The city of St Petersburg, Florida uses camera systems sold by American Traffic Solutions (ATS, formerly American Traffic Systems) to issue tickets to drivers allegedly running red lights. According to The Newspaper, when the activists at St Petersburg Red Light Cameras reviewed logs of the 21,602 photo tickets issued in the city from October 29, 2011 to April 30, 2012 they discovered that the ATS cameras were reporting that they “measured” Bugatti Veyron level speeds from cars not realistically capable of that kind of velocity.
Florida law prohibits automated speeding tickets, but the ATS cameras used to enforce red-lights still record motorists’ alleged speed. Red light cameras all measure vehicle speed in order to turn on the camera at the correct time. While nobody was cited for speeding due to the aforementioned Florida statute, the fact that ATS’ technology cited literally unbelievable speeds might call into question just how reliable their systems in general are. If they get speed wrong, what else don’t they get accurately? ATS claims that their cameras don’t lie, but the speeds cited are not just incredible but also not credible. At one intersection, a woman was measured as going 157 MPH as she went past the camera. At another, a lady was said to have been gong 170 MPH. While those speeds are unusual, there are indeed a small number of road cars that can see the other side of 150. However, to my knowledge there is only a tiny number cars capable of 210+ MPH, and the car that ATS recorded as going 215 MPH at 66th St and 38th Ave was not made by Bugatti, Lamborghini or a similar exotic car manufacturer.
Those were straight line speeds and, as I mentioned, there are cars on the road capable of those speeds, when going straight. The ATS cameras, though, also recorded cornering speeds that are simply not possible, at least outside of a race track and even then they’re so extreme as to not be believable.
On April 12, 2012, a man was accused of making a right-hand turn at 96 MPH at the corner of 34th Street and 22nd Avenue. Now I don’t race competitively but TTAC has our resources so I asked Jack Baruth if that was physically possible. JB kindly sent me a chart that indicated G forces at particular speeds based on the radius of the turn. I printed out Google’s satellite view of that intersection and measured the turn radii at the two corners under surveillance. Based on the location of the two cameras, the driver had to be traveling on 34th, turning onto 22nd, though the cited speed was not likely achieved on any of that intersections 4 corners.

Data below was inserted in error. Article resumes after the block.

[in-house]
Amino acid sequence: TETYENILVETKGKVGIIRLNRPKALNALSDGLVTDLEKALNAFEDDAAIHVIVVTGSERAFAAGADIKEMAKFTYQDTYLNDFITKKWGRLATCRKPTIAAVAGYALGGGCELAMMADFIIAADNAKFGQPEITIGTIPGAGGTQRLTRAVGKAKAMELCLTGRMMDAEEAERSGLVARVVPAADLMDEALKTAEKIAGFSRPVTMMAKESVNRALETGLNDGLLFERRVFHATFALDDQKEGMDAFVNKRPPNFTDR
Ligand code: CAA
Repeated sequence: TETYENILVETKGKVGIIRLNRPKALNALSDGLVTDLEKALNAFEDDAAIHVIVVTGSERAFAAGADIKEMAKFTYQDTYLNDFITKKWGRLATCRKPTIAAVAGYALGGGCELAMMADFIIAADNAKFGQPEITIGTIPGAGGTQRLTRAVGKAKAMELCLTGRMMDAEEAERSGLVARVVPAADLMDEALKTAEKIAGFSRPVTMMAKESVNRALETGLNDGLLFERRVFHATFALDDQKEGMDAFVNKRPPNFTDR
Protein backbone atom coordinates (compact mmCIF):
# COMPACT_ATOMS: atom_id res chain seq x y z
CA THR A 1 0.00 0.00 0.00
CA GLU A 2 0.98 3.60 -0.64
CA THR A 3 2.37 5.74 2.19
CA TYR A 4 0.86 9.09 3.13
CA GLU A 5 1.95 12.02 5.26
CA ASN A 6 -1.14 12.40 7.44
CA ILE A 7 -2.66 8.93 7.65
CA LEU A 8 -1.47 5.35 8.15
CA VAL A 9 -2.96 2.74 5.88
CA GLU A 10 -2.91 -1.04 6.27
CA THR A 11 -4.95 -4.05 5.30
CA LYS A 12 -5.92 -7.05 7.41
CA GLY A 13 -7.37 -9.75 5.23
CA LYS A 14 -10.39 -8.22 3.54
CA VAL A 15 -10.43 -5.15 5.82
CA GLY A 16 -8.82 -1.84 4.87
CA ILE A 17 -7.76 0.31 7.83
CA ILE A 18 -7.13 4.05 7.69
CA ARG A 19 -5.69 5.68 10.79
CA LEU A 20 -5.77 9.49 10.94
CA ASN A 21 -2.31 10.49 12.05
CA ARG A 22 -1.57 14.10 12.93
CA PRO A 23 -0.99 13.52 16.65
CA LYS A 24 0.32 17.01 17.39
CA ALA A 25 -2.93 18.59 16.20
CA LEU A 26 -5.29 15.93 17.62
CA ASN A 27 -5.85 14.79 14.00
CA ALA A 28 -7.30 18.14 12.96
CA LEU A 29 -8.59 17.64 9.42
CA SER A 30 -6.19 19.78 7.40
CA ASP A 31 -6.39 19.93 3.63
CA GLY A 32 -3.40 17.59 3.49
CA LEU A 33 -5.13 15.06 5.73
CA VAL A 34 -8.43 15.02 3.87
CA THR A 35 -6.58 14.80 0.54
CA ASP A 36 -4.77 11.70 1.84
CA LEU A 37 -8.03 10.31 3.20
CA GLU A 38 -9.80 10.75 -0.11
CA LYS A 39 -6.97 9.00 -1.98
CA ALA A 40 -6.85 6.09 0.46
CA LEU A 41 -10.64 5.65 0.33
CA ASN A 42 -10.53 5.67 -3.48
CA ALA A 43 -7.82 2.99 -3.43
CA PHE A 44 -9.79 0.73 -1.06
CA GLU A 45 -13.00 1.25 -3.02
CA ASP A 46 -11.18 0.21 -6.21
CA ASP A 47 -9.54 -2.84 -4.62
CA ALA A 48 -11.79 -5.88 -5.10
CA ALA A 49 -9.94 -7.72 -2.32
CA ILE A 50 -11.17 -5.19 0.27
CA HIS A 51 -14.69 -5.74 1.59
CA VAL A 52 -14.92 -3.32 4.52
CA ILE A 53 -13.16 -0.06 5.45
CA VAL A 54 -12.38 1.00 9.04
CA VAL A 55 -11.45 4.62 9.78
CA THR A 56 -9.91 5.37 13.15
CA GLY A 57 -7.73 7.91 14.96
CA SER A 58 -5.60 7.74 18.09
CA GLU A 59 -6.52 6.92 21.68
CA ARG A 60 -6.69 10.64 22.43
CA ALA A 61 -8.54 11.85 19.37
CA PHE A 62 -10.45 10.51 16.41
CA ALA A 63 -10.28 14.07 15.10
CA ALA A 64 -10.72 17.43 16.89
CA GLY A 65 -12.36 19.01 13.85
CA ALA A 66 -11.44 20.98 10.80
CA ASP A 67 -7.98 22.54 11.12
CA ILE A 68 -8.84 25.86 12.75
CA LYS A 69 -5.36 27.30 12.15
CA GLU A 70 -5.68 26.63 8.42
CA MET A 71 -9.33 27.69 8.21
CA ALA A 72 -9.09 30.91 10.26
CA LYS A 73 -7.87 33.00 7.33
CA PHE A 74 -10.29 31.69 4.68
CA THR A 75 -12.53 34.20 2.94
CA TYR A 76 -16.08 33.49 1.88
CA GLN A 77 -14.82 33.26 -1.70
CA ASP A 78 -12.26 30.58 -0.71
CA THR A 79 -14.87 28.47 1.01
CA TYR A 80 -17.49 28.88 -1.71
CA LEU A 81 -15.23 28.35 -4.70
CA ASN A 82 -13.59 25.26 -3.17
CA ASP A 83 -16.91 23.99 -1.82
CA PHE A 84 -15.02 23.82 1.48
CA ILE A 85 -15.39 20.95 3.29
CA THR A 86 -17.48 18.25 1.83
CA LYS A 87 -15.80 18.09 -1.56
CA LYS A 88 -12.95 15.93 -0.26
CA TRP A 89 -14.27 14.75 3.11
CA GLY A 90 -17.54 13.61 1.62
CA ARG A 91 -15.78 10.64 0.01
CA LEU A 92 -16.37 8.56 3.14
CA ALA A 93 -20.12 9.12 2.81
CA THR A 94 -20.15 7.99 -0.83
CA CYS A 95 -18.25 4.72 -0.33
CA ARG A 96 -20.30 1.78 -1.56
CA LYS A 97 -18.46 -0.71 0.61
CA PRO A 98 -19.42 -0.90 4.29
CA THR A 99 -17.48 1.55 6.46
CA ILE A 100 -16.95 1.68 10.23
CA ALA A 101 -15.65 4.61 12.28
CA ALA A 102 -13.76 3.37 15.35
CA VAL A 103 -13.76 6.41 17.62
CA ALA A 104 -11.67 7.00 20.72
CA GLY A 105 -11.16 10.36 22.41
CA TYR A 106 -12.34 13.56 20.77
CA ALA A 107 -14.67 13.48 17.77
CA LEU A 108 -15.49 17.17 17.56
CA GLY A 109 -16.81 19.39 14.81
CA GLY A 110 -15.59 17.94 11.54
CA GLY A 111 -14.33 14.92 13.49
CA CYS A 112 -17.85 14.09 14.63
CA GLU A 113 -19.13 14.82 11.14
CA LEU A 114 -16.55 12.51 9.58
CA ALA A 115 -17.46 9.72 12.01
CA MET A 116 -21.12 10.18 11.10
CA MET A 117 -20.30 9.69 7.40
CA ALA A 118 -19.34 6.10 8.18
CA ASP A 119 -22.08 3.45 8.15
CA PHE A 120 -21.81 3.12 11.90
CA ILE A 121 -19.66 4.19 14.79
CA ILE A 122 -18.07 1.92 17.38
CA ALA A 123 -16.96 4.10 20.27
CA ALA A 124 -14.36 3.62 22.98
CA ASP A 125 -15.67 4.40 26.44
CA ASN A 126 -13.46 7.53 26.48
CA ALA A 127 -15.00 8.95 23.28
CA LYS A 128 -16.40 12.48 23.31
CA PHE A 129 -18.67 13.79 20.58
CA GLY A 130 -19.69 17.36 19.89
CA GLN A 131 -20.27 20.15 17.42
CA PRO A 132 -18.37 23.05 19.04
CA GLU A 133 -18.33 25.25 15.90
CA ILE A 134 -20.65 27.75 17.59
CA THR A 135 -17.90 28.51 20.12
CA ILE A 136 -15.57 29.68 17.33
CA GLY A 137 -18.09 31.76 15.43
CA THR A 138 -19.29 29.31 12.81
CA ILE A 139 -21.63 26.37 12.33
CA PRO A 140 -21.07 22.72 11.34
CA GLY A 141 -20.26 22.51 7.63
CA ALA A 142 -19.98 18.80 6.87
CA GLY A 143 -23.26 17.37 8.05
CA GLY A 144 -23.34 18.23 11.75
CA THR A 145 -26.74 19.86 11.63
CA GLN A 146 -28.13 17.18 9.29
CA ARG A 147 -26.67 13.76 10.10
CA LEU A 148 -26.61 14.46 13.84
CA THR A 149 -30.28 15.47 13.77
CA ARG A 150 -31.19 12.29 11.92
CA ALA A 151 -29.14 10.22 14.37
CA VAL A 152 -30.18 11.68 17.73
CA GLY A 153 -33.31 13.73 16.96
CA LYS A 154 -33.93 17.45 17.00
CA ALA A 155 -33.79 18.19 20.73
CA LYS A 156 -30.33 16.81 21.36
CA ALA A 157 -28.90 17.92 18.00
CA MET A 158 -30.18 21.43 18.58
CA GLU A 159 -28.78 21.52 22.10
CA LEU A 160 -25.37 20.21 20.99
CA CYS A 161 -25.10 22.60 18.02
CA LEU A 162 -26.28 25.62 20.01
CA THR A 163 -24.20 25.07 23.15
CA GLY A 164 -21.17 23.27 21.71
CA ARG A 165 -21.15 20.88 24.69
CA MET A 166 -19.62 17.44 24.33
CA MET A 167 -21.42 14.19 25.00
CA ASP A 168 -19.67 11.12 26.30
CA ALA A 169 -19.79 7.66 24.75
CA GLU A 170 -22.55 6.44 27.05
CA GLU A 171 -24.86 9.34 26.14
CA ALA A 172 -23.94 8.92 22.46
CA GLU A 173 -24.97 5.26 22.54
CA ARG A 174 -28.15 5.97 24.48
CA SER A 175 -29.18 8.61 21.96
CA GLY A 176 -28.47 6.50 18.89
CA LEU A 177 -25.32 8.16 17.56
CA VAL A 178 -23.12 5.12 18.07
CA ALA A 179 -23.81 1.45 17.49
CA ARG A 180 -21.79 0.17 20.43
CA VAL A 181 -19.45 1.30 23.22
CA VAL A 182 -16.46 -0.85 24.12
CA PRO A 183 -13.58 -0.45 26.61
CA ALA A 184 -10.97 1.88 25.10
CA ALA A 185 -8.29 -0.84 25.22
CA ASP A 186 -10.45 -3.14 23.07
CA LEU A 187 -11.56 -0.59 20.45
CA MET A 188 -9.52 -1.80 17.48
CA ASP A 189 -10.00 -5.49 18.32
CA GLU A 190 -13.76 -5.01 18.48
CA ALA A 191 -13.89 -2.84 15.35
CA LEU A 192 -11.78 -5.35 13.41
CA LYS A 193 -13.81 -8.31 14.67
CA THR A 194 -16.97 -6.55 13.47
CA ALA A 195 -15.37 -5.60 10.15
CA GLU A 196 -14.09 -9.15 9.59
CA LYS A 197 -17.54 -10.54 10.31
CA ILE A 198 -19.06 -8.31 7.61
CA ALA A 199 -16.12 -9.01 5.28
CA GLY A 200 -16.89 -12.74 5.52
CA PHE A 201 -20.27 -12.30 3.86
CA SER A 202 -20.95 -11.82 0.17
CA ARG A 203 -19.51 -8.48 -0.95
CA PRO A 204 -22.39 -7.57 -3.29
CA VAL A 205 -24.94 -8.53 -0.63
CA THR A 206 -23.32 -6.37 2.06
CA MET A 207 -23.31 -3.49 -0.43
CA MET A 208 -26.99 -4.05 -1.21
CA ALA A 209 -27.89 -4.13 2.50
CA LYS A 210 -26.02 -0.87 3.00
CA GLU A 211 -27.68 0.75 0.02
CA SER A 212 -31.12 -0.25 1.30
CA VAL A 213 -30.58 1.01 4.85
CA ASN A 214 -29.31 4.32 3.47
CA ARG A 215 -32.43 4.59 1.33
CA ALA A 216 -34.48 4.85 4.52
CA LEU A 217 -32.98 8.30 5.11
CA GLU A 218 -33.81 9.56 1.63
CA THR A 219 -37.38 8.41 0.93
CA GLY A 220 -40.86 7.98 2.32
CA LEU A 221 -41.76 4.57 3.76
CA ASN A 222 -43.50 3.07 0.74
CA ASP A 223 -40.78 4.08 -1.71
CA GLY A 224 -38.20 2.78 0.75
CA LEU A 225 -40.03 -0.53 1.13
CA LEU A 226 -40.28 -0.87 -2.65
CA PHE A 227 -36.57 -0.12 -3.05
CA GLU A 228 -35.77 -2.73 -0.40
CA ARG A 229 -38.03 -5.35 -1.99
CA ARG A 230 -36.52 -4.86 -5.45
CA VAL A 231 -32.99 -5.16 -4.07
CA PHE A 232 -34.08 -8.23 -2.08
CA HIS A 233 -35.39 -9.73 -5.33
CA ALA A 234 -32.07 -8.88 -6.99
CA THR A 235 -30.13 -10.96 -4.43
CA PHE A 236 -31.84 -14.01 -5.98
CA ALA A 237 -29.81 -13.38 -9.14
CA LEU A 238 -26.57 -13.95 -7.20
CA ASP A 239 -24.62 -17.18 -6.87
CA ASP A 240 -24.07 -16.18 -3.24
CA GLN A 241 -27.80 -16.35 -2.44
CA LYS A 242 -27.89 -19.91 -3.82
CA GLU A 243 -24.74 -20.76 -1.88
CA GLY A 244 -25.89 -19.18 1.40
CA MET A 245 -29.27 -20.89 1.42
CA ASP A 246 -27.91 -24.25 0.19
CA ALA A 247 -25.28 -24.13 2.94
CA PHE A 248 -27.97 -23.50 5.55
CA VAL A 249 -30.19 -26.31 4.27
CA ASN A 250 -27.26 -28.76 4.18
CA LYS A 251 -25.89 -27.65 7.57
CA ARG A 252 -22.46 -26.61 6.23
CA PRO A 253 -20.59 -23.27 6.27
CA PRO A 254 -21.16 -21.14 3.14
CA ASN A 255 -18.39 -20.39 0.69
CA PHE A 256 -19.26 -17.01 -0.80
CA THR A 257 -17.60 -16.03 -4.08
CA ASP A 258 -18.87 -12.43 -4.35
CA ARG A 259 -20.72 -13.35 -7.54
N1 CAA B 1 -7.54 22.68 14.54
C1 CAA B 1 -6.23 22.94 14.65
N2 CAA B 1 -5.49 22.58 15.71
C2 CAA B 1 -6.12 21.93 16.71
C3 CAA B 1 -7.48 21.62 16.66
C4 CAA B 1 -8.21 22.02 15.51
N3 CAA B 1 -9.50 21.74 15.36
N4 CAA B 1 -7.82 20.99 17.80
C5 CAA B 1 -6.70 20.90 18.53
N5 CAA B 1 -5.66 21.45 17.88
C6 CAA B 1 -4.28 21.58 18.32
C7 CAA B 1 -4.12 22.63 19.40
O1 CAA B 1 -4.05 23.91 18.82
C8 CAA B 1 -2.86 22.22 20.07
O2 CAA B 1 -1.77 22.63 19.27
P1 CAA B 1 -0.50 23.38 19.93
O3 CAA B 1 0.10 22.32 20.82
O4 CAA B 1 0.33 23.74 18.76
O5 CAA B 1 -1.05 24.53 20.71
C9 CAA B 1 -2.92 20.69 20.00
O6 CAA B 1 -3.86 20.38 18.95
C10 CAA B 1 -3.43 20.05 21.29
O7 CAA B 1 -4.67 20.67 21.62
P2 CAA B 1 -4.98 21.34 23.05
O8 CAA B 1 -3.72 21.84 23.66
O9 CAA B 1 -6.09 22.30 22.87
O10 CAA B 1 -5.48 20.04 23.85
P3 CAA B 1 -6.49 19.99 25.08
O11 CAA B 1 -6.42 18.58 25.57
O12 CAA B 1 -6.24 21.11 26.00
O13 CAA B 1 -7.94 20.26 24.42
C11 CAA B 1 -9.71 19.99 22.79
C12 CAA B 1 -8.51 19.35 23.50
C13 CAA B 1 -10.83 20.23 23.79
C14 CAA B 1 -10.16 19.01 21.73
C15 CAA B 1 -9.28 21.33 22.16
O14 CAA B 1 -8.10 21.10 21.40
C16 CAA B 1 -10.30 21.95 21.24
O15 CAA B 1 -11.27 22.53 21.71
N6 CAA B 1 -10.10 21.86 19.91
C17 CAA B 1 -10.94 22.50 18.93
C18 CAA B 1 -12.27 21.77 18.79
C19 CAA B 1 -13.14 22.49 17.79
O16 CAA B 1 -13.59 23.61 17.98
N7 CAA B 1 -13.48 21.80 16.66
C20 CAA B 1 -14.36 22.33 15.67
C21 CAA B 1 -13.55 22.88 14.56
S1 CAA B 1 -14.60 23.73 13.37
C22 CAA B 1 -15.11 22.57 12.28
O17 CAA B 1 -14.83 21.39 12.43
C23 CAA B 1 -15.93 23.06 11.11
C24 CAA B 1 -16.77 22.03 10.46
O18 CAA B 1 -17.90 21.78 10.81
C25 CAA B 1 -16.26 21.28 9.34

From a print out of the satellite shot I determined that one corner has about an 80′ radius for the right turn lane. The other corner is a tighter turn, actually a sharp turn in, then a constant radius. I figure the effective radius is closer to 50′ in that turning lane. In either case, 96 mph would be off the chart, literally. Jack’s cornering speed charts don’t go below a 100′ radius. Even bumping up the radius to 150′ maxes out at 94.5 MPH and 4.0 Gs! To give you some perspective, for a road car, anything over 0.9 G is considered to be very good cornering. A small number of the very best handling production cars might slightly exceed 1 G on a skid pad, under steady state conditions. At 4 Gs in a road car, I’d be worried about parts breaking off. Can a road tire withstand 4 Gs without separating from the rim or some other failure?
Now on a race course drivers don’t have to abide by things like right turn lanes. They use as much of the road surface as they can, usually going wide on approach and turn in, hitting the apex tight, and then going wide on exit. What that does is create the widest possible radius on the turn, maximizing cornering speed. Even if the cited driver was genuinely “driving in a racelike manner”, using the entire road, driving in the wrong direction on entry and exit, the radius works out to only be about 200 feet. At 96 MPH, on a 200 feet radius turn, the driver would still have been pulling over 3.0 G.
Maximum loading under cornering in a Formula 1 car on a race track is generally quoted in the 3.0-4.5 G range. ATS cameras say that drivers in St Petersburg are seeing cornering speeds with that level of lateral acceleration. Either people are getting ticketed by a system with proven unreliability (at least in terms of measuring speed), or American Traffic Solutions thinks that there are a lot of budding F1 drivers in the St Petersburg area.
Ronnie Schreiber edits Cars In Depth, a realistic perspective on cars & car culture and the original 3D car site. If you found this post worthwhile, you can dig deeper at Cars In Depth. If the 3D thing freaks you out, don’t worry, all the photo and video players in use at the site have mono options. Thanks for reading – RJS